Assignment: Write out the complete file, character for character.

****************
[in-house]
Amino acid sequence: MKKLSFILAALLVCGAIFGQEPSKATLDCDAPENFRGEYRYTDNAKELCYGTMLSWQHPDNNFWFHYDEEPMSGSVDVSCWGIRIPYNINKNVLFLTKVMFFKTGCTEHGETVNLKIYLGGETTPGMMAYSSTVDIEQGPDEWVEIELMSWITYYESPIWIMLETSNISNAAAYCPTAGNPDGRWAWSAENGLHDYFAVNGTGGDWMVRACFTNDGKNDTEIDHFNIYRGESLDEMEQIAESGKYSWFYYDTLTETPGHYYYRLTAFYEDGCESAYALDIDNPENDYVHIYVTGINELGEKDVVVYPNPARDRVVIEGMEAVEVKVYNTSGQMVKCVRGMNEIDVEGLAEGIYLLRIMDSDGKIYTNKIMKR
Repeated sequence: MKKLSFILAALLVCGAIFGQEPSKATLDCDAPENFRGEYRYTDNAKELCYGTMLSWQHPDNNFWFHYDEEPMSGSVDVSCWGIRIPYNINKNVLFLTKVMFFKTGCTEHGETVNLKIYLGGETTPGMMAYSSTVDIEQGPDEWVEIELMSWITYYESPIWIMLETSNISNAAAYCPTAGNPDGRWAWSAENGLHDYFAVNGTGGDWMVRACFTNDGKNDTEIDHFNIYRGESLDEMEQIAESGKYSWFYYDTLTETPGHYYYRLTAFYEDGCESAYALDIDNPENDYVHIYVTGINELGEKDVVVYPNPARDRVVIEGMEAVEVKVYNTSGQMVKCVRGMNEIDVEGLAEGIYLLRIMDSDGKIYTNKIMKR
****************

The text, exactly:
[in-house]
Amino acid sequence: MKKLSFILAALLVCGAIFGQEPSKATLDCDAPENFRGEYRYTDNAKELCYGTMLSWQHPDNNFWFHYDEEPMSGSVDVSCWGIRIPYNINKNVLFLTKVMFFKTGCTEHGETVNLKIYLGGETTPGMMAYSSTVDIEQGPDEWVEIELMSWITYYESPIWIMLETSNISNAAAYCPTAGNPDGRWAWSAENGLHDYFAVNGTGGDWMVRACFTNDGKNDTEIDHFNIYRGESLDEMEQIAESGKYSWFYYDTLTETPGHYYYRLTAFYEDGCESAYALDIDNPENDYVHIYVTGINELGEKDVVVYPNPARDRVVIEGMEAVEVKVYNTSGQMVKCVRGMNEIDVEGLAEGIYLLRIMDSDGKIYTNKIMKR
Repeated sequence: MKKLSFILAALLVCGAIFGQEPSKATLDCDAPENFRGEYRYTDNAKELCYGTMLSWQHPDNNFWFHYDEEPMSGSVDVSCWGIRIPYNINKNVLFLTKVMFFKTGCTEHGETVNLKIYLGGETTPGMMAYSSTVDIEQGPDEWVEIELMSWITYYESPIWIMLETSNISNAAAYCPTAGNPDGRWAWSAENGLHDYFAVNGTGGDWMVRACFTNDGKNDTEIDHFNIYRGESLDEMEQIAESGKYSWFYYDTLTETPGHYYYRLTAFYEDGCESAYALDIDNPENDYVHIYVTGINELGEKDVVVYPNPARDRVVIEGMEAVEVKVYNTSGQMVKCVRGMNEIDVEGLAEGIYLLRIMDSDGKIYTNKIMKR